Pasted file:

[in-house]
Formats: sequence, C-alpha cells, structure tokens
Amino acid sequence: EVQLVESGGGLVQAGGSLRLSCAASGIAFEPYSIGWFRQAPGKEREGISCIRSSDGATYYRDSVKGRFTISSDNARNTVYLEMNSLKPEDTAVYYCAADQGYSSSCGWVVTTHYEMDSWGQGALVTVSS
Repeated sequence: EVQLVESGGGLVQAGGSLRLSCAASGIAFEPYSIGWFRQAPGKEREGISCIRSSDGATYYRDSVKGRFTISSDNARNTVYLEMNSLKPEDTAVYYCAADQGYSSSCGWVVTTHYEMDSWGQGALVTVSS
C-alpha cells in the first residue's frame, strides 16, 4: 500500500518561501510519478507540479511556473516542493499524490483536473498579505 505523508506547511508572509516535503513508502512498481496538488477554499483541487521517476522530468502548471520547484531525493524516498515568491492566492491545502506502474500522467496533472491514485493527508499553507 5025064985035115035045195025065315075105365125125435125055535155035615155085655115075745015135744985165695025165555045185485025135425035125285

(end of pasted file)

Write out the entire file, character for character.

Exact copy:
[in-house]
Formats: sequence, C-alpha cells, structure tokens
Amino acid sequence: EVQLVESGGGLVQAGGSLRLSCAASGIAFEPYSIGWFRQAPGKEREGISCIRSSDGATYYRDSVKGRFTISSDNARNTVYLEMNSLKPEDTAVYYCAADQGYSSSCGWVVTTHYEMDSWGQGALVTVSS
Repeated sequence: EVQLVESGGGLVQAGGSLRLSCAASGIAFEPYSIGWFRQAPGKEREGISCIRSSDGATYYRDSVKGRFTISSDNARNTVYLEMNSLKPEDTAVYYCAADQGYSSSCGWVVTTHYEMDSWGQGALVTVSS
C-alpha cells in the first residue's frame, strides 16, 4: 500500500518561501510519478507540479511556473516542493499524490483536473498579505 505523508506547511508572509516535503513508502512498481496538488477554499483541487521517476522530468502548471520547484531525493524516498515568491492566492491545502506502474500522467496533472491514485493527508499553507 5025064985035115035045195025065315075105365125125435125055535155035615155085655115075745015135744985165695025165555045185485025135425035125285